Adults in families living in permanent supportive housing have higher rates of substance abuse than individuals (14.8% and 11.0%, respectively) and yet there is a shortage of comprehensive residential treatment facilities for mothers with children (figure 1).[v] Homeless mothers have a higher lifetime rate of substance abuse than that of housed low-income mothers (41.1% versus 34.7%), which is twice that of women in the general population (20.3%).[vi] Families living in poverty often use drugs and alcohol as coping mechanisms, with negative consequences for their children. Parental substance abuse is a contributing factor for between one and two-thirds of children in the child welfare system.[vii] Babies born to mothers who abuse drugs and alcohol have a heightened risk of low birth weight and serious medical and neurobehavioral problems.[viii] Substance abuse is also associated with violence; a Los Angeles County study revealed that homeless women who experienced either physical or sexual violence were three times more likely (24.3%) to abuse drugs and alcohol than women who were not victimized (7.9%).[ix]


[i] U.S. Department of Housing and Urban Development, The 2010 Annual Homeless Assessment Report to Congress.

[ii] Robert Kahn, et al., “State Income Inequality, Housing Income, and Maternal Mental and Physical Health: Cross Sectional National Survey,” British Medicine Journal 321, no. 7,272 (2000): 1,311–1,315.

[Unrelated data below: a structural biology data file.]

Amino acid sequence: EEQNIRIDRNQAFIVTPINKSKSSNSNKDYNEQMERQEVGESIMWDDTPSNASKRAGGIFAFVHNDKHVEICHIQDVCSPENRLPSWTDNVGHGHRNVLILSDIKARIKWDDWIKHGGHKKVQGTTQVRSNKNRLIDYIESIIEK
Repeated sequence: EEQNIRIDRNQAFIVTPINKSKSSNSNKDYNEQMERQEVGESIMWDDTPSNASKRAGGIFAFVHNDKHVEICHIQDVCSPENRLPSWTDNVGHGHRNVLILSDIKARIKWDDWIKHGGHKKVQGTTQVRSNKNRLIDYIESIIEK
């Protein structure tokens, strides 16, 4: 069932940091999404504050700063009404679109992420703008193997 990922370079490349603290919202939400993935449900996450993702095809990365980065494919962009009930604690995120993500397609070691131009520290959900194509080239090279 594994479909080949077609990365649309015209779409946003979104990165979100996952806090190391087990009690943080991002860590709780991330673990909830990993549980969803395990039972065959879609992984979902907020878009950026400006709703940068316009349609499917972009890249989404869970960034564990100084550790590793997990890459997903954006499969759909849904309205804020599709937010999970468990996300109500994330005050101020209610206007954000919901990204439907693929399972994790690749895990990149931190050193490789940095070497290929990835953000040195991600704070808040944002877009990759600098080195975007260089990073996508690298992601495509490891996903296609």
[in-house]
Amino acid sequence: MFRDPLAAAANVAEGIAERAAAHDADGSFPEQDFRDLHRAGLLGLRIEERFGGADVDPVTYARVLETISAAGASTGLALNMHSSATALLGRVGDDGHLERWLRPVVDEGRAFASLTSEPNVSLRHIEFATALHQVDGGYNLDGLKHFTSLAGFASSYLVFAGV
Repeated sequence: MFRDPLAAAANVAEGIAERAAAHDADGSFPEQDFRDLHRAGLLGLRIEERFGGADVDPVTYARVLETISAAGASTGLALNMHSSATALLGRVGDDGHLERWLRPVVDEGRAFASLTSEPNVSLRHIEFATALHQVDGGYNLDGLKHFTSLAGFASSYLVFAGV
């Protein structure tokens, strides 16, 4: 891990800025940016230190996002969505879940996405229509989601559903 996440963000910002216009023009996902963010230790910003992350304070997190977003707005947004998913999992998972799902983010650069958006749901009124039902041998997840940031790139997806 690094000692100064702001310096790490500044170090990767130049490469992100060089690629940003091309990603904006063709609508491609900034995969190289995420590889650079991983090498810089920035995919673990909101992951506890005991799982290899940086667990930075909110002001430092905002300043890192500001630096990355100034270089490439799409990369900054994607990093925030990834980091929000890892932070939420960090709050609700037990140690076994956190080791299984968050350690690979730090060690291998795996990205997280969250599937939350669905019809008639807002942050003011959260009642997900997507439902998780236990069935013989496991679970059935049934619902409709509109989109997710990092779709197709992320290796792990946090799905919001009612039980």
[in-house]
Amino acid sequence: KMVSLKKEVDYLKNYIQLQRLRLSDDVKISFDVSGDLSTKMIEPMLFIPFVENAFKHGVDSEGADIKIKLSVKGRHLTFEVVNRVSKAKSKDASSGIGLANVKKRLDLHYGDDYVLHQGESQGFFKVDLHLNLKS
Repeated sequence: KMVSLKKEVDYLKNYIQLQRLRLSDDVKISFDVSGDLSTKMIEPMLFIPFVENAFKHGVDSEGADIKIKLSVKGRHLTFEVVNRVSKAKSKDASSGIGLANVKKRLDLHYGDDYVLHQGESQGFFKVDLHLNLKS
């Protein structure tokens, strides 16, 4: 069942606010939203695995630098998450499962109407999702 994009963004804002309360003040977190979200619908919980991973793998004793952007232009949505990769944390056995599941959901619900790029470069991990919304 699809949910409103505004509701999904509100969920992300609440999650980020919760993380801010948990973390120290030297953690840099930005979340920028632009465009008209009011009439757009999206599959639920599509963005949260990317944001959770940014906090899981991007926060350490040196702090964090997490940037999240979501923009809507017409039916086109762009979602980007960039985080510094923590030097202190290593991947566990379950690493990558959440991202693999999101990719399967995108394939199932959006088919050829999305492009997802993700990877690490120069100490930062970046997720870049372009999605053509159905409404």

[iii] John C. Buckner, et al., “Mental Health Issues Affecting Homeless Women: Implications for Intervention,” American Journal of Orthopsychiatry 63, no. 3 (1993): 385–399.

[iv] National Health Care for the Homeless Council, HIV/AIDS & Homelessness: Recommendations for Clinical Practice and Public Policy, February 2000.

[v] U.S. Department of Housing and Urban Development, The 2010 Annual Homeless Assessment Report to Congress.

[vi] Ellen Bassuk, et al., “Prevalence of Mental Health and Substance Use Disorders Among Homeless and Low-income Housed Mothers,” American Journal of Psychiatry 155, no. 11 (1998): 1,561–1,564.

[vii] U.S. Department of Health and Human Services, Blending Perspectives and Building Common Ground: A Report to Congress on Substance Abuse and Child Protection, April 1999.

[viii] Linda Weinreb, “Substance Abuse: A Growing Problem Among Homeless Families,” Family Community Health 13, no. 1 (1990): 55– 64.

[ix] Susan Wenzel, et al., “Antecedents of Physical and Sexual Victimization Among Homeless Women: A Comparison to Homeless Men,” American Journal of Community Psychology 28, no. 3 (2000): 367–390.


Meeting the Child Care Needs of Homeless Families: How Do States Stack Up?
8/2014

The American Almanac at a Glance
10/2013

A Theory of Poverty Destabilization: Why Low-income Families Become Homeless in New York City
6/2013


Percent of Homeless Adults in Permanent Supportive Housing in Subpopulations (2010)
(by household composition)


Percent of Homeless Adults in Subpopulations (2010)
(by housing status)


Interconnectedness of Homeless Subpopulations

Visit Our Other Sites: Quick Links:  

44 Cooper Square
New York, NY 10003
(212) 358-8086

E-mail ICPH | www.ICPHusa.org